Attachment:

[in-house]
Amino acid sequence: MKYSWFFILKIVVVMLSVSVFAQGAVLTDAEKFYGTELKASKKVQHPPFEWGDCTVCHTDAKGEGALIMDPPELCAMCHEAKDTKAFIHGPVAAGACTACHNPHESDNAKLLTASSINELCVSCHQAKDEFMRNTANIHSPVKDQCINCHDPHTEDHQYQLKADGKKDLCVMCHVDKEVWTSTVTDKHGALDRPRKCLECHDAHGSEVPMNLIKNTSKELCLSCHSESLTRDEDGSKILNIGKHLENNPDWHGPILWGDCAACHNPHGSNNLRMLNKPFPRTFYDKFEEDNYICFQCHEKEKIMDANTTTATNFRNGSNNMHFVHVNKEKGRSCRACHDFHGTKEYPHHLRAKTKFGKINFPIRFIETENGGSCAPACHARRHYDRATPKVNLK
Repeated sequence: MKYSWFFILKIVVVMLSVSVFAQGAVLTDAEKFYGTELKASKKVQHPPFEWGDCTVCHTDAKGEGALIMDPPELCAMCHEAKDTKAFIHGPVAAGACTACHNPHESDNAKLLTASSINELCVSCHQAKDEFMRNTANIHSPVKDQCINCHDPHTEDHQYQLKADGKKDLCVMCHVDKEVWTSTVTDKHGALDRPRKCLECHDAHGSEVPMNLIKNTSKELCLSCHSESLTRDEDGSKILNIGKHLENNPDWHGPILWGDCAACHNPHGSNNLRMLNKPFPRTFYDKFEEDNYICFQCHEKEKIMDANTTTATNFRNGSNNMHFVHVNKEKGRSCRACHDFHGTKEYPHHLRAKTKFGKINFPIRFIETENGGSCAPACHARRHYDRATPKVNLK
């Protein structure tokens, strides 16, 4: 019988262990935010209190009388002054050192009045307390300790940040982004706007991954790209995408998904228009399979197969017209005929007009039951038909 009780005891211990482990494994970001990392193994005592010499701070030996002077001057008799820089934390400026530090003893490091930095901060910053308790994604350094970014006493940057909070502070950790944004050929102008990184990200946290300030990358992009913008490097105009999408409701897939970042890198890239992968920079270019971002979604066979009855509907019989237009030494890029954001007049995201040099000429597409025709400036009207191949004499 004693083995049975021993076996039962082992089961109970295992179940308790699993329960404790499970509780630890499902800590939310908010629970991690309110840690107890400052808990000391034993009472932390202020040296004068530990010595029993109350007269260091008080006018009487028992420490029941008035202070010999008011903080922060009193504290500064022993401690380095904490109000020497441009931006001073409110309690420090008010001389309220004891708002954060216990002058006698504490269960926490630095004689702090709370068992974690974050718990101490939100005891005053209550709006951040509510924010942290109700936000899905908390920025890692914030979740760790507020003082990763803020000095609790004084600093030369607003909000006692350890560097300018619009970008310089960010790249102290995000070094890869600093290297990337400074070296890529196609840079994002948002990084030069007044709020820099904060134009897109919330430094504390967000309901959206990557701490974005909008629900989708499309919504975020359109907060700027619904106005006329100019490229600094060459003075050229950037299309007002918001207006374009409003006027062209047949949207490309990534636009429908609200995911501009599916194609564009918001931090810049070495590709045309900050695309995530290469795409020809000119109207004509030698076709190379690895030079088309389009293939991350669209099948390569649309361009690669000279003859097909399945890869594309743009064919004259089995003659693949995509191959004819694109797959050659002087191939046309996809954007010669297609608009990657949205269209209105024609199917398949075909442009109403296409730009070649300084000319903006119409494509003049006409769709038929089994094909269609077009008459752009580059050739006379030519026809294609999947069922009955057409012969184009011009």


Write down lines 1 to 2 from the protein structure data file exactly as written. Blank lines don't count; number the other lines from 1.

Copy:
[in-house]
Amino acid sequence: MKYSWFFILKIVVVMLSVSVFAQGAVLTDAEKFYGTELKASKKVQHPPFEWGDCTVCHTDAKGEGALIMDPPELCAMCHEAKDTKAFIHGPVAAGACTACHNPHESDNAKLLTASSINELCVSCHQAKDEFMRNTANIHSPVKDQCINCHDPHTEDHQYQLKADGKKDLCVMCHVDKEVWTSTVTDKHGALDRPRKCLECHDAHGSEVPMNLIKNTSKELCLSCHSESLTRDEDGSKILNIGKHLENNPDWHGPILWGDCAACHNPHGSNNLRMLNKPFPRTFYDKFEEDNYICFQCHEKEKIMDANTTTATNFRNGSNNMHFVHVNKEKGRSCRACHDFHGTKEYPHHLRAKTKFGKINFPIRFIETENGGSCAPACHARRHYDRATPKVNLK